Amazon (AMZN - Get Report) could beat the iPhone maker to the punch in the race to become the first $1 trillion market cap company, according to JPMorgan analyst Doug Anmuth. Anmuth didn't specify how long he thought it would take for Amazon to reach the mark, but he noted that the main catalysts could be the company's juggernaut e-commerce business and growing cloud segment.
"In our view, Amazon is investing in more growth opportunities than any other company we cover," Anmuth wrote in a note to clients on Wednesday.
Shares of Amazon outperformed every other FAANG name -- Facebook (FB - Get Report) , Apple, Netflix (NFLX - Get Report) and Alphabet (GOOGL - Get Report) -- in 2017, rising by 56%. That's more than double the S&P 500's 19% increase in 2017. The company's market cap currently stands at just over $604 billion, propelled by powerhouse earnings and general optimism around mega-cap tech names. Apple currently is the market cap leader at $887 billion, while Alphabet clocks in at $771 billion and Facebook at $546 billion.
Amazon's stock closed up 0.1% to $1,254.33 on Wednesday.
Amazon's outsized gains are unlikely to diminish in 2018, Anmuth noted. This year, Amazon could benefit from its revenue mix shifting to include sales from third-party sellers on its e-commerce platform, as well as major growth in its Amazon Web Services cloud segment and advertising business. The Prime subscription network, often referred to as Amazon's crown jewel, should also boost revenue as it creates a flywheel effect when combined with new synergies from the integration of Whole Foods Market.
Anmuth estimates that Amazon racked up a total of 95,000 global Prime subscribers by the end of 2017, up from 71,000 in 2016. Amazon doesn't disclose the total number of Prime subscribers, but it did say that more new paid members joined Prime worldwide in 2017 than any other year.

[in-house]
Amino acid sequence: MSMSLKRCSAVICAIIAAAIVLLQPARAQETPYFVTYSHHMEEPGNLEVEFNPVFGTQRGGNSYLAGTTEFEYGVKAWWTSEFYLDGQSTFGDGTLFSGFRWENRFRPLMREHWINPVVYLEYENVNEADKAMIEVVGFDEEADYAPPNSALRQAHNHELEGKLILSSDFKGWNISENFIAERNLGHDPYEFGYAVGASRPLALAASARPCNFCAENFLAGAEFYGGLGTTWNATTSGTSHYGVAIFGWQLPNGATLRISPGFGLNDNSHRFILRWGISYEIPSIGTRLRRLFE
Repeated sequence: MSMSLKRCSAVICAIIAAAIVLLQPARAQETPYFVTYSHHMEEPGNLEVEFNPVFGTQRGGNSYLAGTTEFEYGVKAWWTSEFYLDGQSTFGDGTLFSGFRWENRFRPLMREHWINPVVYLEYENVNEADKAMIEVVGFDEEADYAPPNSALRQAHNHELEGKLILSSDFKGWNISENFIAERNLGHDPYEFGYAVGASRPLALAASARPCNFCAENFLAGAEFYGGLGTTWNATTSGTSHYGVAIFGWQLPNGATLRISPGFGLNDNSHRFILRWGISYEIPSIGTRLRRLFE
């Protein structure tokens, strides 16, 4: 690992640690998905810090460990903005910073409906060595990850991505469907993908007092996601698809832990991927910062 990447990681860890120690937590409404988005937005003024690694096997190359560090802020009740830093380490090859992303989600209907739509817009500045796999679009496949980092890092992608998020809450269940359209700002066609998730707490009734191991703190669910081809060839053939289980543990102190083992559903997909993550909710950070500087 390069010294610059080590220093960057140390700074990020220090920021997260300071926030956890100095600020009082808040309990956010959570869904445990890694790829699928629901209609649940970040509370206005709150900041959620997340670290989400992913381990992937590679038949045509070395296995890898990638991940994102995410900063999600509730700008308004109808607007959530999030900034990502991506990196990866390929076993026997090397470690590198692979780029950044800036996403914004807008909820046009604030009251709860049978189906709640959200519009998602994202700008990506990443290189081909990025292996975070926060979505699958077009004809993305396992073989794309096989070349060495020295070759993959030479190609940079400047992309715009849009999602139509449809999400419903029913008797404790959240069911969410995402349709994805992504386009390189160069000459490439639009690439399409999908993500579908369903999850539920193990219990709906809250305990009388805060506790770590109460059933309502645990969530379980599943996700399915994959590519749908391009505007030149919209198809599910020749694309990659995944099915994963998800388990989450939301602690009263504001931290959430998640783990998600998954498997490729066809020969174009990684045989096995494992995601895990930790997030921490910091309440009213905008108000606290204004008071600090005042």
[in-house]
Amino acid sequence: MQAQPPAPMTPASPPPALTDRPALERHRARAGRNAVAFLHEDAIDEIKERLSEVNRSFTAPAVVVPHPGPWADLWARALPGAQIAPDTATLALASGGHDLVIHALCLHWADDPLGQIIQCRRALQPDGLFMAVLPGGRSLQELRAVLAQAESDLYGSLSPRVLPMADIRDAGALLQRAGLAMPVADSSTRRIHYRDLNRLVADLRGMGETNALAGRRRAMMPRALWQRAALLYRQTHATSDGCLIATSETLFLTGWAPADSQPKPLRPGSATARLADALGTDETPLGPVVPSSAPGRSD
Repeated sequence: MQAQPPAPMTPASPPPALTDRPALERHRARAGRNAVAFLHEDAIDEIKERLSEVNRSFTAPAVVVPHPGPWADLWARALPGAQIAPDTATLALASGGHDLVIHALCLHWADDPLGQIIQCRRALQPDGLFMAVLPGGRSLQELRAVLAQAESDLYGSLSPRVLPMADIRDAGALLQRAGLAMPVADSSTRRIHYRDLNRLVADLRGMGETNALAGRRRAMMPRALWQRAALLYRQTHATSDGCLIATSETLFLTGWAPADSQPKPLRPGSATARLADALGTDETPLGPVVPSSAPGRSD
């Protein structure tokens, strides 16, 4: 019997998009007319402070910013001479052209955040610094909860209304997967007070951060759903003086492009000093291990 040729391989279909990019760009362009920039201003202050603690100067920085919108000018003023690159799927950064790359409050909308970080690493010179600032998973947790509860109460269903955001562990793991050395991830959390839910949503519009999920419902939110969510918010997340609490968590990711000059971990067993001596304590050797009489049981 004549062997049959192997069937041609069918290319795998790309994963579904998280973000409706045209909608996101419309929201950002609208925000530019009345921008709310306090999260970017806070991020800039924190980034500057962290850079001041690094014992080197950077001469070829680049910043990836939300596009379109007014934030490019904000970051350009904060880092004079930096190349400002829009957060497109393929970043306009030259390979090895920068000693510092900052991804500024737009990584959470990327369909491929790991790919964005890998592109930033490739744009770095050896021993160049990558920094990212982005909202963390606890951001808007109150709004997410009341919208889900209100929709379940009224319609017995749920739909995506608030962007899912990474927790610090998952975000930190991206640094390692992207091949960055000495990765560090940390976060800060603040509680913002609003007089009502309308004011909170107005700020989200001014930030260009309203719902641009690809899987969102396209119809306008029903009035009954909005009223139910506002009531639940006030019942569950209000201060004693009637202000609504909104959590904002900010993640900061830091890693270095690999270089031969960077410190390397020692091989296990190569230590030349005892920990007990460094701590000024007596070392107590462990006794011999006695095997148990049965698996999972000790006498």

"We believe Amazon has plenty of room for additional Prime member growth, especially in international markets," he explained.
Amazon Prime is currently offered in 16 countries, with newer areas including Mexico, the Netherlands, Luxembourg and Singapore being added in 2017. Recently, it has turned its focus to high-growth areas such as India and South Korea, though it will likely face stiff competition in those places from local rivals. Amazon has also dialed back some of its operations in China due to strict government regulations.
Aside from Prime subscribers, Anmuth said he remains most bullish on Amazon's advertising business, which he said could become a "third scaled digital ad platform" to rival Google and Facebook's digital ad duopoly. With revenue of roughly $2.8 billion in 2017, Amazon's ad business comprises just 2% of its total revenue, but it could more than triple to roughly $9 billion by 2019, he added.
"While the big keep getting bigger as platform scale drives marketing dollars, we believe advertisers and agencies would welcome a third scaled digital player," Anmuth explained. "Amazon is best positioned in our view, with its in-market customers, scale, strong access to data, shopping history, ability to close the loop, & leading market share in smart home speakers with Alexa/Echo."
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